Core Carbon Principles: Alignment with Trove’s Carbon Credit Integrity Assessments

Core Carbon Principles: Alignment with Trove’s Carbon Credit Integrity Assessments

Key Takeaways
  • The IC-VCM’s newly launched Core Carbon Principles (CCPs) are an important and helpful initiative to improve integrity in the voluntary carbon market (VCM).
  • Trove’s Carbon Credit Integrity Assessments are aligned to and built on top of the CCPs; all CCPs are addressed either directly or indirectly within our Integrity Assessments.
  • Trove’s Integrity Assessments represent a complement to the CCPs through our more detailed and comprehensive assessment of Carbon Credit Integrity.
  • Trove’s Carbon Credit Integrity Assessments can be used to provide an indication of whether a credit will be CCP-eligible in the future.
  • Trove’s team is continually working on improving our assessment methodology, and, where relevant, we will update our methodology to reflect further releases of the CCPs over time.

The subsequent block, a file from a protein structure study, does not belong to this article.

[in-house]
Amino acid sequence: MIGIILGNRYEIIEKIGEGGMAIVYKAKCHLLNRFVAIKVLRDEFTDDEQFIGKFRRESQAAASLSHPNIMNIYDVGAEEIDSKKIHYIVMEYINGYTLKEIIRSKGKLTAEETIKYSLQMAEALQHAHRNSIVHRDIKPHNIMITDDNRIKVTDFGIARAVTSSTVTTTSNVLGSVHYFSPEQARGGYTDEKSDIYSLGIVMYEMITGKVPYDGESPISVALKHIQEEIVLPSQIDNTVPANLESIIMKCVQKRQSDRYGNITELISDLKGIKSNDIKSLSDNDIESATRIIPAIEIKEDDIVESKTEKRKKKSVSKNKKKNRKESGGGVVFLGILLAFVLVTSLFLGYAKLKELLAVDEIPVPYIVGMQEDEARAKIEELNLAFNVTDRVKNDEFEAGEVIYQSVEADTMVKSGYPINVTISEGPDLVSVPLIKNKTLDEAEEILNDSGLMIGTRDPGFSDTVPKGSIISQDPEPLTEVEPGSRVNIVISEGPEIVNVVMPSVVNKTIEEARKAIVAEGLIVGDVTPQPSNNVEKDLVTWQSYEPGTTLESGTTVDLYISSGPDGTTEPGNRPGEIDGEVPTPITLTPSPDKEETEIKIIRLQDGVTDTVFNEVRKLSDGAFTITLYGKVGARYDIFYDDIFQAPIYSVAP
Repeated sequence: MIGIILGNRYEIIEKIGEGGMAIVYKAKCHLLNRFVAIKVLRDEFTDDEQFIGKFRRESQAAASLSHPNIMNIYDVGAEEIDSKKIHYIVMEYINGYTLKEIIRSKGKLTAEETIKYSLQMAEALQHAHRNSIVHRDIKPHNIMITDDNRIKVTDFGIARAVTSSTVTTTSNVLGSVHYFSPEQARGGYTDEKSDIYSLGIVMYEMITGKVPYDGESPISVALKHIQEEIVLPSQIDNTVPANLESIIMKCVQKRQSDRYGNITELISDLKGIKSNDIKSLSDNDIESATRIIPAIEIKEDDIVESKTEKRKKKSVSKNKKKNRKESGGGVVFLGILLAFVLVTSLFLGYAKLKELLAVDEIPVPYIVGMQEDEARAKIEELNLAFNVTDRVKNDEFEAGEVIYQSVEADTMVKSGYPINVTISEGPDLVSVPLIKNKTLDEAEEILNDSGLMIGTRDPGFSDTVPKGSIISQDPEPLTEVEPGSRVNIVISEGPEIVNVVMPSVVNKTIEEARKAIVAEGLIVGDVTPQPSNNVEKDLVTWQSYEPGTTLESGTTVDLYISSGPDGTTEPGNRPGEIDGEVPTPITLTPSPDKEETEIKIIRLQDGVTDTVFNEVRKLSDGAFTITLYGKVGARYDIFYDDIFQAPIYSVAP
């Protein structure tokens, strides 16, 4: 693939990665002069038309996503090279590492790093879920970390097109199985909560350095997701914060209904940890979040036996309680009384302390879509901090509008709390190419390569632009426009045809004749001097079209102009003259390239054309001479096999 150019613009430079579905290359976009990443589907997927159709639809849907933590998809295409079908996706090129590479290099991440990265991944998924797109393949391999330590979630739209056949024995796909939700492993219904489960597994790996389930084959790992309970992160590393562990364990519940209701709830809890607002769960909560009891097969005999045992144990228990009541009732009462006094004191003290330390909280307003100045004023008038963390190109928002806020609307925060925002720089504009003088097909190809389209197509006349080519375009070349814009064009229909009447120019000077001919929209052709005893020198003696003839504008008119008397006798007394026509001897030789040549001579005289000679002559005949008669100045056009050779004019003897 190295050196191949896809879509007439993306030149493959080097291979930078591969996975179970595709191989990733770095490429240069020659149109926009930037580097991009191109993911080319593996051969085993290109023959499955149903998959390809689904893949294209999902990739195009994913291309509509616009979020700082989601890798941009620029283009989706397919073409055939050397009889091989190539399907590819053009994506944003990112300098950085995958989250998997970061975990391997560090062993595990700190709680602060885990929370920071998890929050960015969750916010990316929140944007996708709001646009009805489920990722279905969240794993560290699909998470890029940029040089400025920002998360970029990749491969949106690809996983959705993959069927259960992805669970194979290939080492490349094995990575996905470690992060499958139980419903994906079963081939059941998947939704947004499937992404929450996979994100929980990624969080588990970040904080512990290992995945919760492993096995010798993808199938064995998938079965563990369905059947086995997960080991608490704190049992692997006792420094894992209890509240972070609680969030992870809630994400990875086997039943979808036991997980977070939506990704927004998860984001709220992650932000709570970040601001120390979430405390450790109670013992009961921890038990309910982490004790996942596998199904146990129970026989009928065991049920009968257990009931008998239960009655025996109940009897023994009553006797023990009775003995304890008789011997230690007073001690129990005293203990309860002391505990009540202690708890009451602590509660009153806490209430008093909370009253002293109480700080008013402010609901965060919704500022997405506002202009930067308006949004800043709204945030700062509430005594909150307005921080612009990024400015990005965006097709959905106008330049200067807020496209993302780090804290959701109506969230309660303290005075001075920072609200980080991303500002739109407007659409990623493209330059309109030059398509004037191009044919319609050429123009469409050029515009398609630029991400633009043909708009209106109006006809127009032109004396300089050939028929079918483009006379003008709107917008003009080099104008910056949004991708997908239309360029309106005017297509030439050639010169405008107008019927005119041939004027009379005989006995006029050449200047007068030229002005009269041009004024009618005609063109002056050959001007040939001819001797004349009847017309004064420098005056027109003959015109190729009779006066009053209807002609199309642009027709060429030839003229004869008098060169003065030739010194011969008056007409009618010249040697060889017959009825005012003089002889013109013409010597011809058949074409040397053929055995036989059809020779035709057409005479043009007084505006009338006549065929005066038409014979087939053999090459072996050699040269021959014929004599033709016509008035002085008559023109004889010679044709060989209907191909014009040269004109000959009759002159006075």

Background

There have been long-standing concerns around the integrity of carbon credits. These concerns were highlighted as one of the major barriers to scaling the voluntary carbon market in research undertaken in 2021 by the Taskforce for Scaling the Voluntary Carbon Market (TSVCM).

The Integrity Council on the Voluntary Carbon Market (IC-VCM), a multi-stakeholder and widely respected body, was set up as a successor to the TSVCM, and tasked with defining a market-wide benchmark for high-integrity carbon credits, known as the “Core Carbon Principles” (CCPs). A first draft of the CCPs were published for consultation in mid-2022, with a final version published in late March 2023. The IC-VCM hopes credits can start to be assigned a CCP label from late 2023.